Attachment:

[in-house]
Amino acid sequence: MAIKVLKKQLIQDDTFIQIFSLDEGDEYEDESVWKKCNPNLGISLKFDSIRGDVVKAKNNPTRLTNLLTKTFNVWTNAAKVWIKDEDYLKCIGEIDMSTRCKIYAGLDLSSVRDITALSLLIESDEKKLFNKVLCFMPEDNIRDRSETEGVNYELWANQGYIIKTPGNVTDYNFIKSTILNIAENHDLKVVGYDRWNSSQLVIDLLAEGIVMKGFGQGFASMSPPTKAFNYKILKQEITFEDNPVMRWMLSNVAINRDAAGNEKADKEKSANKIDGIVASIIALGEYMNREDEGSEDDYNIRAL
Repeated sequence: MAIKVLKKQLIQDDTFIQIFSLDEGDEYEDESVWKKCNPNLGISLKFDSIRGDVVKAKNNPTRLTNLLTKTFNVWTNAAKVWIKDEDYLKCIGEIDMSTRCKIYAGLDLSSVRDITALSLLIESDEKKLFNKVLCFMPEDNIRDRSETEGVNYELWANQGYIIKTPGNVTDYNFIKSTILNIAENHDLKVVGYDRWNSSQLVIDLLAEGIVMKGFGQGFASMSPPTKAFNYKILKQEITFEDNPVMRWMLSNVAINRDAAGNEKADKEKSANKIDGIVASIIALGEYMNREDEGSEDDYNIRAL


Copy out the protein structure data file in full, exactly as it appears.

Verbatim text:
[in-house]
Amino acid sequence: MAIKVLKKQLIQDDTFIQIFSLDEGDEYEDESVWKKCNPNLGISLKFDSIRGDVVKAKNNPTRLTNLLTKTFNVWTNAAKVWIKDEDYLKCIGEIDMSTRCKIYAGLDLSSVRDITALSLLIESDEKKLFNKVLCFMPEDNIRDRSETEGVNYELWANQGYIIKTPGNVTDYNFIKSTILNIAENHDLKVVGYDRWNSSQLVIDLLAEGIVMKGFGQGFASMSPPTKAFNYKILKQEITFEDNPVMRWMLSNVAINRDAAGNEKADKEKSANKIDGIVASIIALGEYMNREDEGSEDDYNIRAL
Repeated sequence: MAIKVLKKQLIQDDTFIQIFSLDEGDEYEDESVWKKCNPNLGISLKFDSIRGDVVKAKNNPTRLTNLLTKTFNVWTNAAKVWIKDEDYLKCIGEIDMSTRCKIYAGLDLSSVRDITALSLLIESDEKKLFNKVLCFMPEDNIRDRSETEGVNYELWANQGYIIKTPGNVTDYNFIKSTILNIAENHDLKVVGYDRWNSSQLVIDLLAEGIVMKGFGQGFASMSPPTKAFNYKILKQEITFEDNPVMRWMLSNVAINRDAAGNEKADKEKSANKIDGIVASIIALGEYMNREDEGSEDDYNIRAL